New Android ransomware spotted: activates when pressing the Home button

Microsoft warning: new Android ransomware successfully spreading through third-party pages and online forums

New Android ransomwareMicrosoft reported a new Android ransomware that uses a different method to lock phones.

MalLocker.B is new ransomware[1] that is targeting Android smartphones. In most cases, it is hidden inside Android applications offered for download on third-party websites and online forums. The new ransomware is slightly different than the others because it does not encrypt the data on victims' phones.

This threat simply freezes the screen and shows a message to the victim, claiming that they are from a law enforcement agency. The ransom message also demands to pay a fine to unlock the screen. MalLocker.B ransomware gets activated when the victim gets an incoming call. When the user presses the Home button or the recent application button, the screen gets locked and shows the ransom message.

This ransomware was discovered by Microsoft, a well-known technology company. The specialists from Microsoft[2] confirmed that the new infection only locks the screen but does not touch files. According to them, MalLocker.B virus can easily spread to multiple phones even though it is very simple. Moreover, Microsoft warned users:[3]

This new mobile ransomware variant is an important discovery because the malware exhibits behaviors that have not been seen before and could open doors for other malware to follow.

Impersonating police is the most common trap used to trick Android users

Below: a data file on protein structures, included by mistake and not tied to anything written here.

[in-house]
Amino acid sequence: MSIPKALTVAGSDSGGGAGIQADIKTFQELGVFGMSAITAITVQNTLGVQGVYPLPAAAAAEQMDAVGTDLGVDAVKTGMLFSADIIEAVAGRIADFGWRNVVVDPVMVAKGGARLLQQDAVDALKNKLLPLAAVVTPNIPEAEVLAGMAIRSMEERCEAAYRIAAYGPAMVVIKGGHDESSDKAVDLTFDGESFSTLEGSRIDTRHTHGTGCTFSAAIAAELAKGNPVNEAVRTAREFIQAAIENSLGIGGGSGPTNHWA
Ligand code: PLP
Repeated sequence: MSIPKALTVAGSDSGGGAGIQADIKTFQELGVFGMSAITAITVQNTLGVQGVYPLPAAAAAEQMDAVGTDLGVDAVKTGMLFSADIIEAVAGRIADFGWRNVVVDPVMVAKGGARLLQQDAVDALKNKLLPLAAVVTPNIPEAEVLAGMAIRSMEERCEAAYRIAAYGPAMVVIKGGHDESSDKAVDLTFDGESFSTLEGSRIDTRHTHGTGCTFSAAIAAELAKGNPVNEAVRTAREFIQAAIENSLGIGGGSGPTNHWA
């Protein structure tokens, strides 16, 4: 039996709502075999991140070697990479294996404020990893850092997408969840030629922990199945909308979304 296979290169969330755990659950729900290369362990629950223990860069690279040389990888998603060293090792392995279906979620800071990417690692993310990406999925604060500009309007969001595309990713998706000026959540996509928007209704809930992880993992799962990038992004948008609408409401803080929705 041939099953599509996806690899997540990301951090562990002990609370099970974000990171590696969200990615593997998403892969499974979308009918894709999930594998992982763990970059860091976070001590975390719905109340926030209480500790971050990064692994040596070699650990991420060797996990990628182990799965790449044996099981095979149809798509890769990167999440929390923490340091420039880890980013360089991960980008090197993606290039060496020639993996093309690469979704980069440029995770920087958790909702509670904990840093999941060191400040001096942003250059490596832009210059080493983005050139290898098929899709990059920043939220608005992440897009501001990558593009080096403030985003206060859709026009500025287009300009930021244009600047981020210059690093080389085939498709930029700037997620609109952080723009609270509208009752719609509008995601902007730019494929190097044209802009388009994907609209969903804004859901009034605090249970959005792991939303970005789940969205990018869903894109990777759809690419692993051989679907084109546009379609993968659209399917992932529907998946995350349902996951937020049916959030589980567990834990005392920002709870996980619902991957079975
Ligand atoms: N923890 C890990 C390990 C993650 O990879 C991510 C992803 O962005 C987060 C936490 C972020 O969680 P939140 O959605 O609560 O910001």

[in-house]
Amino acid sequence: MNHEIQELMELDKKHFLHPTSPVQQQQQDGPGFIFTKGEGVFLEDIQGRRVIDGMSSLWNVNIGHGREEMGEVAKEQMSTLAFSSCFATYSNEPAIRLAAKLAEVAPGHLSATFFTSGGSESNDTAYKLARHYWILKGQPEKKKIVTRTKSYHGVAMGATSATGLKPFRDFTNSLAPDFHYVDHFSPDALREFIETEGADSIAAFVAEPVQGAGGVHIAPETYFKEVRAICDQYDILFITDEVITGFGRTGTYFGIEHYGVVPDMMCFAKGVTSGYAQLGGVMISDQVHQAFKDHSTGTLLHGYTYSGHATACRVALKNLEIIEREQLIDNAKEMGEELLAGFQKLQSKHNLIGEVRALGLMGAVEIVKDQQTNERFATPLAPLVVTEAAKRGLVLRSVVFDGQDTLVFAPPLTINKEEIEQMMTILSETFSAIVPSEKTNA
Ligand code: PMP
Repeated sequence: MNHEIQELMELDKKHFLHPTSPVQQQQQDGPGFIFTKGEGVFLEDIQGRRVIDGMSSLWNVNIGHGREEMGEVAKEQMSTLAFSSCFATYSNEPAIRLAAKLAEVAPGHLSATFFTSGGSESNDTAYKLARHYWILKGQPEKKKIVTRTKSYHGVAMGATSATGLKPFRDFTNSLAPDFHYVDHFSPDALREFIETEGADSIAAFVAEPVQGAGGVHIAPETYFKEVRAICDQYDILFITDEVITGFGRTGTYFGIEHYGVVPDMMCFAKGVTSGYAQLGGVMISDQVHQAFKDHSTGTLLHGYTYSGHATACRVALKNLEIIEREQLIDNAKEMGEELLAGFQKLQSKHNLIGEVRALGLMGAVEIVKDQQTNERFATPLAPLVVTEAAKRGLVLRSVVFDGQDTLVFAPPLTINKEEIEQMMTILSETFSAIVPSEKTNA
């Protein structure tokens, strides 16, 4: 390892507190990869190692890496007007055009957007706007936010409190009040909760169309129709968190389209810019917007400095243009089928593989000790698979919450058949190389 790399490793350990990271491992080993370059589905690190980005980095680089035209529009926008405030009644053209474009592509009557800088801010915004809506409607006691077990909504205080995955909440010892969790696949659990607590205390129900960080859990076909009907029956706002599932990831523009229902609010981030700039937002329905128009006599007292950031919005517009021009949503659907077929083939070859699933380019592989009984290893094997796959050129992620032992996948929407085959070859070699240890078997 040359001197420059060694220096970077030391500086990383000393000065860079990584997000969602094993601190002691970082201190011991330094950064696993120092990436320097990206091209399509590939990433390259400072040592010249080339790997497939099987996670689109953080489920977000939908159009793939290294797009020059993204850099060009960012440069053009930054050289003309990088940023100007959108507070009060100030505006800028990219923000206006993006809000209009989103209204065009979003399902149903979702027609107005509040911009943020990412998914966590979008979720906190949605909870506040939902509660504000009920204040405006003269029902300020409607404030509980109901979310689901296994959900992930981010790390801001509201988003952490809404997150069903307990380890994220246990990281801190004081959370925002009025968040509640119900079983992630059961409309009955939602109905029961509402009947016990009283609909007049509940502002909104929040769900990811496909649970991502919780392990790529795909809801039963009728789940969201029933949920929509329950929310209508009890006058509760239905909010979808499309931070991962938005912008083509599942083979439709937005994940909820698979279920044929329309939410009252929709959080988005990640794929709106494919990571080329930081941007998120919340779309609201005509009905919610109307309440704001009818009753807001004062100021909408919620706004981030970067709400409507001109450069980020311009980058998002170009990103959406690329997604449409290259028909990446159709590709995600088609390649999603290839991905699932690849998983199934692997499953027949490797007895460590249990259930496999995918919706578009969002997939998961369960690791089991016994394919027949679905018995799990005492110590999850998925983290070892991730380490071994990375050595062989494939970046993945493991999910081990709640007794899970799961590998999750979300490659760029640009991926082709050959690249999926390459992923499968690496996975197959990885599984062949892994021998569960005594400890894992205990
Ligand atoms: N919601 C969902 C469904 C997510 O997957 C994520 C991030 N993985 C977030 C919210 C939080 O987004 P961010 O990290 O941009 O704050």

Since the ransom note looks like a message from local law enforcement, some people do not understand that this is just a virus and fall into the trap. But in reality, ransomware posing as fake messages from the police is not something new. These fake police fines have been the most popular form of Android ransomware for a while.

In the past, ransomware strains tried to abuse the Android operating system in various ways in order to keep victims locked on their home screen.[4] For example, hackers tried to abuse the System Alert window or to disable the functions that interface with the device's physical buttons.

This time, after the victim downloaded a fake copy of a popular app, cracked game, or video player that is infected with ransomware, it achieves its goal via an entirely new tactic. MalLocker.B ransomware uses call notification to display a window that covers the screen and combines it with the Home or Recents button to trigger the ransom note that prevents the victim from using the device. Microsoft added:[3]

This creates a chain of events that triggers the automatic pop-up of the ransomware screen without doing infinite redraw or posing as system window.

Always think before downloading something from unsafe sources

It is still unclear if the MalLocker.B ransomware can steal personal information. But this infection can turn your phone into a virtually useless device. Moreover, this ransomware is not the first or the last one in the whole history of malware aiming to affect Android phones. That is why you should always think twice before doing something on the internet.

It is important to be extra careful while downloading apps from suspicious websites. If you do not want to install ransomware on your device, the best option is to use the official Android app store or safe websites and forget about third-party pages or online forums. Also, you should use a reliable anti-malware app that is suitable for your device and backup your files[5] frequently.

About the author
Ugnius Kiguolis
Ugnius Kiguolis - The mastermind

Ugnius Kiguolis is a professional malware analyst who is also the founder and the owner of 2-Spyware. At the moment, he takes over as Editor-in-chief.

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